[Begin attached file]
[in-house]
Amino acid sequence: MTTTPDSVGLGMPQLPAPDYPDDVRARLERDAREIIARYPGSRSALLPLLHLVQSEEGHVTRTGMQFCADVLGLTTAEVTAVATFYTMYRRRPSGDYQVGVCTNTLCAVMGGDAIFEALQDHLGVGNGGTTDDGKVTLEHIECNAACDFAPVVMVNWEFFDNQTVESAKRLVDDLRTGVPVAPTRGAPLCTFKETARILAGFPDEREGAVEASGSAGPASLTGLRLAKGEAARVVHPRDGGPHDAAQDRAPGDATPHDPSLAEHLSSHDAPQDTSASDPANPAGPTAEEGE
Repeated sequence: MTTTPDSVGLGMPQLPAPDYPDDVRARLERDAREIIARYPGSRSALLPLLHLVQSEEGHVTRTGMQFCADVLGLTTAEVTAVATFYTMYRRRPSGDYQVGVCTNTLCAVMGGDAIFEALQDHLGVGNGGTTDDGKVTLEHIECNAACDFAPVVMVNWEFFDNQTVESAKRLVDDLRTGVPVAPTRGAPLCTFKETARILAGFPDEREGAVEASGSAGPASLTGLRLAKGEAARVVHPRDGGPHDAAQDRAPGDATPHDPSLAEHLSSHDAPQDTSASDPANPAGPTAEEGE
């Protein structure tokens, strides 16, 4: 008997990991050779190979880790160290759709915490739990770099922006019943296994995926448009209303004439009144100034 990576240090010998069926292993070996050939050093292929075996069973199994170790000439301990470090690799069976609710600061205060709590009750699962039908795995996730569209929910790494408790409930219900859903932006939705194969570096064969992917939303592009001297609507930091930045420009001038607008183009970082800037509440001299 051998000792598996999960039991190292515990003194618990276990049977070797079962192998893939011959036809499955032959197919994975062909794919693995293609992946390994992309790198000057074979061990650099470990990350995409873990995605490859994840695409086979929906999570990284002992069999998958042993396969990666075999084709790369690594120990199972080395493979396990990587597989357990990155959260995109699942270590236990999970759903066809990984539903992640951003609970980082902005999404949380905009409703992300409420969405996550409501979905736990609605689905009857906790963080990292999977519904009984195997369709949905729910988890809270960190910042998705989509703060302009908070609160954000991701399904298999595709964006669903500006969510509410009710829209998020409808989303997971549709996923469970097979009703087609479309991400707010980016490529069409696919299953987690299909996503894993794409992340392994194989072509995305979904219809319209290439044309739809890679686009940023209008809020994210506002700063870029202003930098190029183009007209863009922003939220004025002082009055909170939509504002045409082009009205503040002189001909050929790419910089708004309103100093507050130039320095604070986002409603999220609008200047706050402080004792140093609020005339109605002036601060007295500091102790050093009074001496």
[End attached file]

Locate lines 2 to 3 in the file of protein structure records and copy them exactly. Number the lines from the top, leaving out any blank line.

Amino acid sequence: MTTTPDSVGLGMPQLPAPDYPDDVRARLERDAREIIARYPGSRSALLPLLHLVQSEEGHVTRTGMQFCADVLGLTTAEVTAVATFYTMYRRRPSGDYQVGVCTNTLCAVMGGDAIFEALQDHLGVGNGGTTDDGKVTLEHIECNAACDFAPVVMVNWEFFDNQTVESAKRLVDDLRTGVPVAPTRGAPLCTFKETARILAGFPDEREGAVEASGSAGPASLTGLRLAKGEAARVVHPRDGGPHDAAQDRAPGDATPHDPSLAEHLSSHDAPQDTSASDPANPAGPTAEEGE
Repeated sequence: MTTTPDSVGLGMPQLPAPDYPDDVRARLERDAREIIARYPGSRSALLPLLHLVQSEEGHVTRTGMQFCADVLGLTTAEVTAVATFYTMYRRRPSGDYQVGVCTNTLCAVMGGDAIFEALQDHLGVGNGGTTDDGKVTLEHIECNAACDFAPVVMVNWEFFDNQTVESAKRLVDDLRTGVPVAPTRGAPLCTFKETARILAGFPDEREGAVEASGSAGPASLTGLRLAKGEAARVVHPRDGGPHDAAQDRAPGDATPHDPSLAEHLSSHDAPQDTSASDPANPAGPTAEEGE